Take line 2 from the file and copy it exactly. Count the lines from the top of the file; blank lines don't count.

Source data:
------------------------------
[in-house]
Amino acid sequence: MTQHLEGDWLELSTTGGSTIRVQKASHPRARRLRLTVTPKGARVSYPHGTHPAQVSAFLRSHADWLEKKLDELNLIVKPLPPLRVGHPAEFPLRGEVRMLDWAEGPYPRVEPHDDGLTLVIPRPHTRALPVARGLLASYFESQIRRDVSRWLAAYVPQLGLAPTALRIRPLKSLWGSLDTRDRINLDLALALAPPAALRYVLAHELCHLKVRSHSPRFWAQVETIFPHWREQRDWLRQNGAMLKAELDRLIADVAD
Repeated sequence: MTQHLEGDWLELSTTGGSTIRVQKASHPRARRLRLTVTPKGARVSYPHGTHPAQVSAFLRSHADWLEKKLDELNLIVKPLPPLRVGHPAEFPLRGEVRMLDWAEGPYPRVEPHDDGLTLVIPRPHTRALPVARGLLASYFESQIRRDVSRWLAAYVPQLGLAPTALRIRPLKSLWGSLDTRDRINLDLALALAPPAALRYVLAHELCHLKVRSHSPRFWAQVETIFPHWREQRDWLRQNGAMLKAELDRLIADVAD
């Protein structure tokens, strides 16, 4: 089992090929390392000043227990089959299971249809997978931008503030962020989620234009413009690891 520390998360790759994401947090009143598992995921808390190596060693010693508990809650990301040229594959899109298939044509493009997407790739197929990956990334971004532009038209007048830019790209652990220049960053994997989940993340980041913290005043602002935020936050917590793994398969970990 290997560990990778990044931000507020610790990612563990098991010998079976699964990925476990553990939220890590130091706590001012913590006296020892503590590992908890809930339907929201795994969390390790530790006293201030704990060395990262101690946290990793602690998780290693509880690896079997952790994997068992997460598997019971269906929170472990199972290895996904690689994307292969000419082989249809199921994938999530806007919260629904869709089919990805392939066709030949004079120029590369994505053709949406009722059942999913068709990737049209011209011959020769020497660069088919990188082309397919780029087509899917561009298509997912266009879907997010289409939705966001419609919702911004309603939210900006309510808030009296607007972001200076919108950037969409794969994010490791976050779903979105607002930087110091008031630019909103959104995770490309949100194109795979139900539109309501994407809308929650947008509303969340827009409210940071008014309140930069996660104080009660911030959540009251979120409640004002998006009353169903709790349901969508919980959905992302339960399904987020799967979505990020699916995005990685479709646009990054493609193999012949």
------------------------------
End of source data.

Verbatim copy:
Amino acid sequence: MTQHLEGDWLELSTTGGSTIRVQKASHPRARRLRLTVTPKGARVSYPHGTHPAQVSAFLRSHADWLEKKLDELNLIVKPLPPLRVGHPAEFPLRGEVRMLDWAEGPYPRVEPHDDGLTLVIPRPHTRALPVARGLLASYFESQIRRDVSRWLAAYVPQLGLAPTALRIRPLKSLWGSLDTRDRINLDLALALAPPAALRYVLAHELCHLKVRSHSPRFWAQVETIFPHWREQRDWLRQNGAMLKAELDRLIADVAD